“Twelfth Night,” frequently performed on stage by professionals and amateurs, and with outstanding versions available for film and television, can hardly fail to delight with its themes of disguise, misrule, and mistaken love. How presidential candidate Donald Trump fits in this narrative will be explained below.

Shakespeare must have spotted fertile ground for broad comedy in the traditions of carnival associated with Epiphany. Yet, being Shakespeare, he took the ingredients of the topsy-turvy world that tradition handed him and created something profound. Not too surprising, that.

One of the chief points of focus in the play is, indeed, misrule: Duke Orsino, sick for love, turns a blind eye to the operations of Illyria; Countess Olivia, immersed in an excess of mourning, neglects her estate; Sir Toby and Sir Andrew pursue a life of hedonistic revelry that may be appropriate to the season but appears more of a vocation.

Private emotions seem to have gained full sway over public responsibilities. Of course, Shakespeare will set all things right by the end of Act Five, but not before he introduces Malvolio, Olivia’s steward, a thoroughly intriguing character.

Among the many things that make Malvolio fascinating is the way—in motive and action—he underscores the problem of the private versus public world besetting Illyria. On the surface he appears thoroughly responsible, an attitude that surely would do the country and the estate a great deal of good.

But he has a nasty, puritanical disposition, and furthermore imagines himself worthy of both Olivia and the title of Count that would accompany union with her. The picture he conjures of himself and his glorious future is, since we expect no less, mildly revelatory of the man he is: a self-important, self-enamored, would-be petty tyrant.

Much of the action revolves around exposing him, an enterprise both comic and cruel, which, although it strips him of his power and shows him for what he his, does not quite draw out all his fangs, even as Duke Orsino, having come to his own senses, dutifully enjoins the household to “entreat him to a peace.”

Donald Trump is assuredly more than a steward. Among other things, he is rich, and contrary to Mr. Bernstein’s — played by Everett Sloan — declaration in the film, “Citizen Kane,” making money is not easy if that’s all you want to do. I suspect there would be a lot more millionaires — nay, billionaires if Bernstein were right. So give Trump his due. He may not be as rich as he claims, but he’s more than rich enough, and that took gumption, drive and brains.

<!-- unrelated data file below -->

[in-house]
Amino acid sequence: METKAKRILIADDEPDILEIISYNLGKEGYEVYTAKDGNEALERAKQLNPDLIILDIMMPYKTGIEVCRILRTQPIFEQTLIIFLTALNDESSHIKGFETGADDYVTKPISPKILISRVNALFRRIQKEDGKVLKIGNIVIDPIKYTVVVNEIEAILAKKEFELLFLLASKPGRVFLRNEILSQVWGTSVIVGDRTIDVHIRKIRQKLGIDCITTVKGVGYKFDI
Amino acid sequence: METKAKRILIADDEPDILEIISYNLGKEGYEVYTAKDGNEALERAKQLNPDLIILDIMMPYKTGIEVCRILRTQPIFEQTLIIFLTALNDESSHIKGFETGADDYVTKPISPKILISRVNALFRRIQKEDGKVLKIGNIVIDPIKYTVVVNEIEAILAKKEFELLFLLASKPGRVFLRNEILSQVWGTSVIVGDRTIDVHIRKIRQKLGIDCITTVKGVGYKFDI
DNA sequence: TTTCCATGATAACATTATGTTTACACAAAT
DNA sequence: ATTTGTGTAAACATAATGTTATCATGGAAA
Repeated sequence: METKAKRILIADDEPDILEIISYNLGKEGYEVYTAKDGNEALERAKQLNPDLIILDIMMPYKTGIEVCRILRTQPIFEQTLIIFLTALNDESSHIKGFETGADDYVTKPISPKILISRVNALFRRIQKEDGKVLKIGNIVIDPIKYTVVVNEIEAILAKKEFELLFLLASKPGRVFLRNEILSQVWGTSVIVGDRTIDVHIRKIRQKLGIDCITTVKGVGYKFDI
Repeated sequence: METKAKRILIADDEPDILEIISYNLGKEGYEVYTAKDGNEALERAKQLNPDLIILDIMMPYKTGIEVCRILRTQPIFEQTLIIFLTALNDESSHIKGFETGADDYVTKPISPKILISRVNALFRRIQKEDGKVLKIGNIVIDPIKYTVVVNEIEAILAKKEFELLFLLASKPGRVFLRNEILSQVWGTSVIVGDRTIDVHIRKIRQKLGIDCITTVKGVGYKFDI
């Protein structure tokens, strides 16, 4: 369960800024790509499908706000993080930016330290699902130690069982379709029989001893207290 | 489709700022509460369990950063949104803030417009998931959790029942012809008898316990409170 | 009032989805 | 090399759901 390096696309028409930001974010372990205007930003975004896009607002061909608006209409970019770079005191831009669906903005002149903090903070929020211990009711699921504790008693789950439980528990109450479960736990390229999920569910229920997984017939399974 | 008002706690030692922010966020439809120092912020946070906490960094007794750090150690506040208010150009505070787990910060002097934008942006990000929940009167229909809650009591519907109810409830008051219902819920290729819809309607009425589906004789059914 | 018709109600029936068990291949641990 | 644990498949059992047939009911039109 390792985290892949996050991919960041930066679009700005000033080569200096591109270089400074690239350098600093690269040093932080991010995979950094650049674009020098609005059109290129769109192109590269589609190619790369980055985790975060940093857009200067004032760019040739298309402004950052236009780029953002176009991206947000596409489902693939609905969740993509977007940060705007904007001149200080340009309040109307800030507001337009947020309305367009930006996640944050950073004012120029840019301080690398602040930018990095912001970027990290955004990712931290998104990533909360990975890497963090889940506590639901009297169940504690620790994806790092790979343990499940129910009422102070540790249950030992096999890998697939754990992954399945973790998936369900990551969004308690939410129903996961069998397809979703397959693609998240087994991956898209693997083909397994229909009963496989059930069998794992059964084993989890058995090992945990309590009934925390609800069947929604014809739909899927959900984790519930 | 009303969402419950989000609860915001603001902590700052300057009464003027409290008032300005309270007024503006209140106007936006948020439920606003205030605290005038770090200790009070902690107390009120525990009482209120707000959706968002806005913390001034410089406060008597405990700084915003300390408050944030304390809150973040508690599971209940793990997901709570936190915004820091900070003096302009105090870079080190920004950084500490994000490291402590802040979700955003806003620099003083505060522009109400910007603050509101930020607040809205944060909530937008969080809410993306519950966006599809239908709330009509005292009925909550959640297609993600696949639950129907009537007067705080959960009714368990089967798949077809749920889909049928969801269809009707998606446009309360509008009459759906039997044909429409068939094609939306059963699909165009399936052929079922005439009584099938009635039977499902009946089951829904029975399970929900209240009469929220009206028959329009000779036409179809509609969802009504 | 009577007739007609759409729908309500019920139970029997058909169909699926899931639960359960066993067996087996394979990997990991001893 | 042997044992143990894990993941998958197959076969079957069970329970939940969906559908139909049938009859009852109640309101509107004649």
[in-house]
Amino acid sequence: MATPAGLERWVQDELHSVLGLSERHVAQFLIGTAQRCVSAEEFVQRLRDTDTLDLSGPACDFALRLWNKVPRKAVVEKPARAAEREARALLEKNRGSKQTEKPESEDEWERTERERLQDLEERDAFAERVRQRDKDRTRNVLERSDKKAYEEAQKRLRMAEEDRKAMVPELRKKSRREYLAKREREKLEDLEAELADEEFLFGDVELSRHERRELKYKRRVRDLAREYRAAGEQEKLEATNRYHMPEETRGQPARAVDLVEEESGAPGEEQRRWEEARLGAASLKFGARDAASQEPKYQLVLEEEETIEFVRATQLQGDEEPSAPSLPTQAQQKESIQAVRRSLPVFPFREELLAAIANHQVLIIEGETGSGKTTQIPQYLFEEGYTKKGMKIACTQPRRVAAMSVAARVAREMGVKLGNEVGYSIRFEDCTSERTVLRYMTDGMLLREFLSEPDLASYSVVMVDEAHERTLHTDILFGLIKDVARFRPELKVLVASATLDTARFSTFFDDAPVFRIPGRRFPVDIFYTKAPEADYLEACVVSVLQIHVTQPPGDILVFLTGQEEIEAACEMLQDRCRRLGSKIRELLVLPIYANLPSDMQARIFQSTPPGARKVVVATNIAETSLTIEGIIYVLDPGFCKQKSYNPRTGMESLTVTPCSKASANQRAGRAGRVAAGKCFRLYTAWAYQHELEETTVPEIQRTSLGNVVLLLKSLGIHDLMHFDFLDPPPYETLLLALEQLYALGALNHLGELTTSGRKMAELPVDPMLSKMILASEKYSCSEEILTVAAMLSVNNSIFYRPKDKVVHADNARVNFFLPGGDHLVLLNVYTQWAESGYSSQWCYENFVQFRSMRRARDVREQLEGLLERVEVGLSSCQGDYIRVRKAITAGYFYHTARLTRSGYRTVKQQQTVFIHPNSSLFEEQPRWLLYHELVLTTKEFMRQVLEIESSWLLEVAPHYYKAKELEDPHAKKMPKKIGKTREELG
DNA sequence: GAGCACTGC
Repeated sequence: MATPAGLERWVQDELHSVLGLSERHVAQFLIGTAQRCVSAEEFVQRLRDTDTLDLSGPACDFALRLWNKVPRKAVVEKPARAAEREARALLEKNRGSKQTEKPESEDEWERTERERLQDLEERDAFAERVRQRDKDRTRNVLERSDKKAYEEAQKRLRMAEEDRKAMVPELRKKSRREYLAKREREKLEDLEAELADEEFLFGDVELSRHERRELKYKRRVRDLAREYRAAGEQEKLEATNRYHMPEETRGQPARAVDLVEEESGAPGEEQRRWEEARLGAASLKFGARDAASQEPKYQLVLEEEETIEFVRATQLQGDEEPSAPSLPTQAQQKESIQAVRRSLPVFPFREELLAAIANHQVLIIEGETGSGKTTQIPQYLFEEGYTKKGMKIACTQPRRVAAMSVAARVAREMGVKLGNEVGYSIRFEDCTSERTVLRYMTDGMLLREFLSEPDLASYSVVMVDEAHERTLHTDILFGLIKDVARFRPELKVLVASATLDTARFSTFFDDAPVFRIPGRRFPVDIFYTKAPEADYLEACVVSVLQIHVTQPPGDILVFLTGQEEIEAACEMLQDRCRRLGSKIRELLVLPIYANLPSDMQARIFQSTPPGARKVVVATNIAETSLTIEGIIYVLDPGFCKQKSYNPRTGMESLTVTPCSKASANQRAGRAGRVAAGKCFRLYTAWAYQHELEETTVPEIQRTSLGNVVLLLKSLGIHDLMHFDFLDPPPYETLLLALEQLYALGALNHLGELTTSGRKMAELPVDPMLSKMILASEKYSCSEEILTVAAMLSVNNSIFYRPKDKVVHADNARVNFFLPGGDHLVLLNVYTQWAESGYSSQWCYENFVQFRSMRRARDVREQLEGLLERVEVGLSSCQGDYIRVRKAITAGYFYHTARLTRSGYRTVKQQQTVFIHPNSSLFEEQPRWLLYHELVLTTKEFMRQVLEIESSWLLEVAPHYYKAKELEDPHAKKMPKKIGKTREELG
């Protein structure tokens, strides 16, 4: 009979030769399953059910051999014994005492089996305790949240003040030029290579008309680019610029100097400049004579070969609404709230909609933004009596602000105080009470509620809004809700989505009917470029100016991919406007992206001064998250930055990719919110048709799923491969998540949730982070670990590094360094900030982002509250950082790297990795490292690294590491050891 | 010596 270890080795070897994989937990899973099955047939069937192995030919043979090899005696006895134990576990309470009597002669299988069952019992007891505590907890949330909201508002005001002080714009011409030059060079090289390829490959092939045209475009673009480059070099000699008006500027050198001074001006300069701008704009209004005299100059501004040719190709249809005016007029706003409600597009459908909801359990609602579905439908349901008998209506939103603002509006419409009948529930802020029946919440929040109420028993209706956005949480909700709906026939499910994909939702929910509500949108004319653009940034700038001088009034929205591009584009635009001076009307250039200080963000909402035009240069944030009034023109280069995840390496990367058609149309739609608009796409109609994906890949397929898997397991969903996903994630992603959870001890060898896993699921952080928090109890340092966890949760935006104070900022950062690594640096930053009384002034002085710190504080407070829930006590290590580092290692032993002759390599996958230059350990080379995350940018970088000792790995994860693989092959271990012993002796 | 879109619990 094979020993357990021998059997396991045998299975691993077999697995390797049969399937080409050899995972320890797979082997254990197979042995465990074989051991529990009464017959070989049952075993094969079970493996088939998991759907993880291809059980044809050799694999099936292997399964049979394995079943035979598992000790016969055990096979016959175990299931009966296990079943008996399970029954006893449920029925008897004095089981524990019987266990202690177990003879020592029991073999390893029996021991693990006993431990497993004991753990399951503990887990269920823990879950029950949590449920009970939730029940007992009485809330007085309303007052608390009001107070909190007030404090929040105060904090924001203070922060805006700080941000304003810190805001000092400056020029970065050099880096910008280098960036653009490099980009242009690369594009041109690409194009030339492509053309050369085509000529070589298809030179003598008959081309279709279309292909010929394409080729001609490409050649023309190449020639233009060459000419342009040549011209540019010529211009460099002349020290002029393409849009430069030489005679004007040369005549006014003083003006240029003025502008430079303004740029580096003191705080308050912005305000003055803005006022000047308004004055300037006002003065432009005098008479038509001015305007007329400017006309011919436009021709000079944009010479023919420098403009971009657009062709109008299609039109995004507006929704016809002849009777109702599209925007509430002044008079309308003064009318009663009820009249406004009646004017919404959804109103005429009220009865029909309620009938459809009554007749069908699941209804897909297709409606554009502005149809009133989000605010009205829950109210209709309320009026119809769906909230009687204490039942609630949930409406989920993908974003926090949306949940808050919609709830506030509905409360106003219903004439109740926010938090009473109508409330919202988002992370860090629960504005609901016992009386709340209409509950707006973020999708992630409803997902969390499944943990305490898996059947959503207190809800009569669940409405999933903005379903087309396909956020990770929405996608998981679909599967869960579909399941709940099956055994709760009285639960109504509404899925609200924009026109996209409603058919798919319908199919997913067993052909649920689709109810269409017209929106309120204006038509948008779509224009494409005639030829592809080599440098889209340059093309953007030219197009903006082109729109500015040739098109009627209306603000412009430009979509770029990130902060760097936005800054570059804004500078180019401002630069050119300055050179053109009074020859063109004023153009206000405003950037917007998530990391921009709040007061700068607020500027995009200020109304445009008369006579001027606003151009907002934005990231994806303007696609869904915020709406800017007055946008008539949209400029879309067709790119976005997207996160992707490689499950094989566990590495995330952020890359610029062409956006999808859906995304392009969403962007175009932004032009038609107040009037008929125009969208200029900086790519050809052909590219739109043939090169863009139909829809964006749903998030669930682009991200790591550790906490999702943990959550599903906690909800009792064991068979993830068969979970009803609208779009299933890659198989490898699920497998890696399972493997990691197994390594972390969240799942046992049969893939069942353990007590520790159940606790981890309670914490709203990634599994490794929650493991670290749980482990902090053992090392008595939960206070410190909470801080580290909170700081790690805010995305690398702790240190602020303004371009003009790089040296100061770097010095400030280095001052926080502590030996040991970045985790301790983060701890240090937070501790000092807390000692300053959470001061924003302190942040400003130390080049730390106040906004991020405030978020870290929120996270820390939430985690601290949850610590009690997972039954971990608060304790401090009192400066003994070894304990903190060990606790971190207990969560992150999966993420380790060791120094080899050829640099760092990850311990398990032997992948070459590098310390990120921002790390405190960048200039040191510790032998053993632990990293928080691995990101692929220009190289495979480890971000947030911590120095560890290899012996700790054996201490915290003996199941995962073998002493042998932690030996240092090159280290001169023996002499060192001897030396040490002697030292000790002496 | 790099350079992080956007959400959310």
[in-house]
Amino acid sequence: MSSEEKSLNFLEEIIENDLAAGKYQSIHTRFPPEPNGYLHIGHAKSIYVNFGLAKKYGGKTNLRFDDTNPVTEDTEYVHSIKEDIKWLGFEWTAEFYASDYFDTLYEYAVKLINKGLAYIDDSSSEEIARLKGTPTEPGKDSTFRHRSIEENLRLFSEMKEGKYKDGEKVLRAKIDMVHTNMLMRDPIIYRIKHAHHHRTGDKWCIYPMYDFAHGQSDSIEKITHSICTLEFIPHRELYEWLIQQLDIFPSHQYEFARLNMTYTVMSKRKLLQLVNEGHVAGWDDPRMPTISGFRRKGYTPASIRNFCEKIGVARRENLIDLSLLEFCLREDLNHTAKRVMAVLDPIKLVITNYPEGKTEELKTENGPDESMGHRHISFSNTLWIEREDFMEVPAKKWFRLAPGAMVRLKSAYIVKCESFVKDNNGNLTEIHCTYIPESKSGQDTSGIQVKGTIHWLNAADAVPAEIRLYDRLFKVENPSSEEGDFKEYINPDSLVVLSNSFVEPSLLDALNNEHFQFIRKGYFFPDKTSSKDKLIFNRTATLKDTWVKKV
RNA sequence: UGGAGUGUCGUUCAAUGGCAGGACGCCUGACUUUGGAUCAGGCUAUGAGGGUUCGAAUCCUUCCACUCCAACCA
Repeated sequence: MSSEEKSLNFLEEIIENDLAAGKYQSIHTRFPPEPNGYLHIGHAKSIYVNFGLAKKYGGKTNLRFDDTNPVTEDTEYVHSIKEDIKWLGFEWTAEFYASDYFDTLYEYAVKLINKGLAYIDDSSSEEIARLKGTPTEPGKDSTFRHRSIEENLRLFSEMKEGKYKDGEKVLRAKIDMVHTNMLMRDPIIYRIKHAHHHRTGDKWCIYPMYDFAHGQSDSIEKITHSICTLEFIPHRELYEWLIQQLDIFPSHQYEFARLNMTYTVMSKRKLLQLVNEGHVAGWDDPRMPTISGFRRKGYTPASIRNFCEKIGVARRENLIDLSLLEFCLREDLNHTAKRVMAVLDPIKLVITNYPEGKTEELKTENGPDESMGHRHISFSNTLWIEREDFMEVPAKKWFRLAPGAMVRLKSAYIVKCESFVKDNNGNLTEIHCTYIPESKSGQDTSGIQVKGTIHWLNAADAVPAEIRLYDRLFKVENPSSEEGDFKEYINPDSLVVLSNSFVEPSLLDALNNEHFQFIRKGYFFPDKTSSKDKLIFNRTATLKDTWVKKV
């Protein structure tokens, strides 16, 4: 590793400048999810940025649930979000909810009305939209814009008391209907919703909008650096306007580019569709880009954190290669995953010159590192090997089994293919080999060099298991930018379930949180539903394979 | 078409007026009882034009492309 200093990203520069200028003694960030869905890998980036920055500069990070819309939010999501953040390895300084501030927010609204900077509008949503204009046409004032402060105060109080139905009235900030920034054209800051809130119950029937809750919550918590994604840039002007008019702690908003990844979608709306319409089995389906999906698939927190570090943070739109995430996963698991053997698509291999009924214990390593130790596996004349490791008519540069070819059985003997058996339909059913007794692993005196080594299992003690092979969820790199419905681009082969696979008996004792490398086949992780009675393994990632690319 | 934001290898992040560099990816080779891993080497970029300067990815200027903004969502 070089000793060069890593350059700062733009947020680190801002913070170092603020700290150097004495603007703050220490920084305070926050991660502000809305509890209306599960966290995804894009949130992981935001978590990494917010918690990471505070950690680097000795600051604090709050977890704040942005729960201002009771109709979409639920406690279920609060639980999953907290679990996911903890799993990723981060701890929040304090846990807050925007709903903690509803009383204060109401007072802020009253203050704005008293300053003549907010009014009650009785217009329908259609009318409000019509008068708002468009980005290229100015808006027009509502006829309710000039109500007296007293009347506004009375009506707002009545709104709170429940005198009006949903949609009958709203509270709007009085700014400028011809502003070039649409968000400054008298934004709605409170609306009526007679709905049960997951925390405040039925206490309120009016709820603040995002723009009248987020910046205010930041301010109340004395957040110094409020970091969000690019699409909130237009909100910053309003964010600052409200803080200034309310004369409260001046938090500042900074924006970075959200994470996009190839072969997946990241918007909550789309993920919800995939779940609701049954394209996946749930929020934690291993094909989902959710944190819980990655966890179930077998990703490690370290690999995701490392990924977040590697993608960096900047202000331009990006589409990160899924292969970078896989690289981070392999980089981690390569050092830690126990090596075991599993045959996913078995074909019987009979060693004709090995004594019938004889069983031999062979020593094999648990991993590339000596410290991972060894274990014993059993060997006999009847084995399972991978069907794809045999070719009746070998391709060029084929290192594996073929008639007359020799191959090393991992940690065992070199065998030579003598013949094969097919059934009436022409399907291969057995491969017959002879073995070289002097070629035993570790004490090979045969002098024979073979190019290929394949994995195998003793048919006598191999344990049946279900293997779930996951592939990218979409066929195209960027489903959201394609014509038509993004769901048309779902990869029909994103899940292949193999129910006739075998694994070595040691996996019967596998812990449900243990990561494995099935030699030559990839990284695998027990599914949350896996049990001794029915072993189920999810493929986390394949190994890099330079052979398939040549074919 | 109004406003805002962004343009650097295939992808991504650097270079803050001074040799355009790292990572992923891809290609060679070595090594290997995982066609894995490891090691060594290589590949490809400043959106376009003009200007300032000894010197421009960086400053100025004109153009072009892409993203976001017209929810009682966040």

Those qualities have something but not everything to do with character, and that’s the problem—other than the fact that he’s running for president of the United States.

Donald Trump making an important point.

Donald Trump making an important point.

Trump, the tycoon, is purported to have made, lost and re-made more money than any hundred of us commoners will ever see. We all admire the stick-to-itiveness that leads a man to smile at the loss of a billion, only to then dive back in the shark-infested seas of business and make another billion.

Again, contra-Bernstein, it’s a rare man that can manage that. But let’s face facts: part of what inspires such a man is the rakish, devil-may-care spirit of the buccaneer. We love it in the movies and in Sabatini novels like Scaramouche.  But do we really want that spirit in the oval office?

Emotion may say “Yes,” but prudence must cry “No.” A Trump casino going bankrupt after a bad roll of the dice is one thing; the economy of the United States is another.

Yes, I know, we’re bankrupt already, but that’s all the more reason for not trusting a character like Donald Trump. When the fate of a country is at stake, there are only so many throws of snake eyes it can weather.

Derek Jacobi as Malvolio in "Twelfth Night" making an important point.

Derek Jacobi as Malvolio in “Twelfth Night” making an important point.

It all comes down to arrogance. Trump is just too much like Malvolio: competent at a limited number of things, such as managing a household staff. But Malvolio supposes that his limited gifts equip him for loftier, grander things. The household, as Aristotle thought, may be the foundation of the state, but at best it’s the state in miniature. And scale counts for something.

A small man such as Malvolio may work wonders in a small place, but that does not qualify him as nobility. But he thinks it does. Add to his ambition a complete lack of forbearance—he isn’t Malvolio (ill-will) for nothing—and you have a recipe for calamity.

And so with Donald. Like Malvolio he imagines his accomplishments make him a perfect fit for the oval office; the sound of 21 guns must reverberate in the corridors of his imagination. But however cutthroat the business world may be, it still operates in the relatively benign waters of American business law. Not so the international community with its Ali Khameneis, Putins, Li Keqiangs, and Kim Jong-uns. They have or soon will have nuclear weapons to, shall we say, bankrupt entire peoples. An over-inflated ego won’t go very far in that theater.

Trump for President? In a topsy-turvy world maybe, but when Twelfth Night is over the real world dawns and with it real challenges for real men. It’s time we stopped flirting with a Malvolio.